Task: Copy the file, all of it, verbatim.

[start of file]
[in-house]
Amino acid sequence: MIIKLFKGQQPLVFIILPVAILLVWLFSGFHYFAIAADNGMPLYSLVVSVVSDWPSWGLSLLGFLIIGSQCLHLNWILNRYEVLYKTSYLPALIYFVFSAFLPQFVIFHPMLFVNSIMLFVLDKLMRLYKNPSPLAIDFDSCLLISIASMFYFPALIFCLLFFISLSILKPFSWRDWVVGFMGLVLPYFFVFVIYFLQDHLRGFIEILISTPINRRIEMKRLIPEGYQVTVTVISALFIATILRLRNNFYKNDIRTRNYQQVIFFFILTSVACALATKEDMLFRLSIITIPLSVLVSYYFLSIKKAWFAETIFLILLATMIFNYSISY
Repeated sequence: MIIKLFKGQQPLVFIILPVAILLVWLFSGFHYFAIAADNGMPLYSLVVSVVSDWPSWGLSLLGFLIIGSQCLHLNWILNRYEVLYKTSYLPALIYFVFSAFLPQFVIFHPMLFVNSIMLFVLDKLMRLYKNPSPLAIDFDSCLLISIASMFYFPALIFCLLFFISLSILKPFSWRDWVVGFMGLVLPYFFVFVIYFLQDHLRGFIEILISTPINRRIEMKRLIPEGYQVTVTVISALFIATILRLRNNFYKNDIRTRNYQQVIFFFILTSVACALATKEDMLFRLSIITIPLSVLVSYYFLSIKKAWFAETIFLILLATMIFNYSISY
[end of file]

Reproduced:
[in-house]
Amino acid sequence: MIIKLFKGQQPLVFIILPVAILLVWLFSGFHYFAIAADNGMPLYSLVVSVVSDWPSWGLSLLGFLIIGSQCLHLNWILNRYEVLYKTSYLPALIYFVFSAFLPQFVIFHPMLFVNSIMLFVLDKLMRLYKNPSPLAIDFDSCLLISIASMFYFPALIFCLLFFISLSILKPFSWRDWVVGFMGLVLPYFFVFVIYFLQDHLRGFIEILISTPINRRIEMKRLIPEGYQVTVTVISALFIATILRLRNNFYKNDIRTRNYQQVIFFFILTSVACALATKEDMLFRLSIITIPLSVLVSYYFLSIKKAWFAETIFLILLATMIFNYSISY
Repeated sequence: MIIKLFKGQQPLVFIILPVAILLVWLFSGFHYFAIAADNGMPLYSLVVSVVSDWPSWGLSLLGFLIIGSQCLHLNWILNRYEVLYKTSYLPALIYFVFSAFLPQFVIFHPMLFVNSIMLFVLDKLMRLYKNPSPLAIDFDSCLLISIASMFYFPALIFCLLFFISLSILKPFSWRDWVVGFMGLVLPYFFVFVIYFLQDHLRGFIEILISTPINRRIEMKRLIPEGYQVTVTVISALFIATILRLRNNFYKNDIRTRNYQQVIFFFILTSVACALATKEDMLFRLSIITIPLSVLVSYYFLSIKKAWFAETIFLILLATMIFNYSISY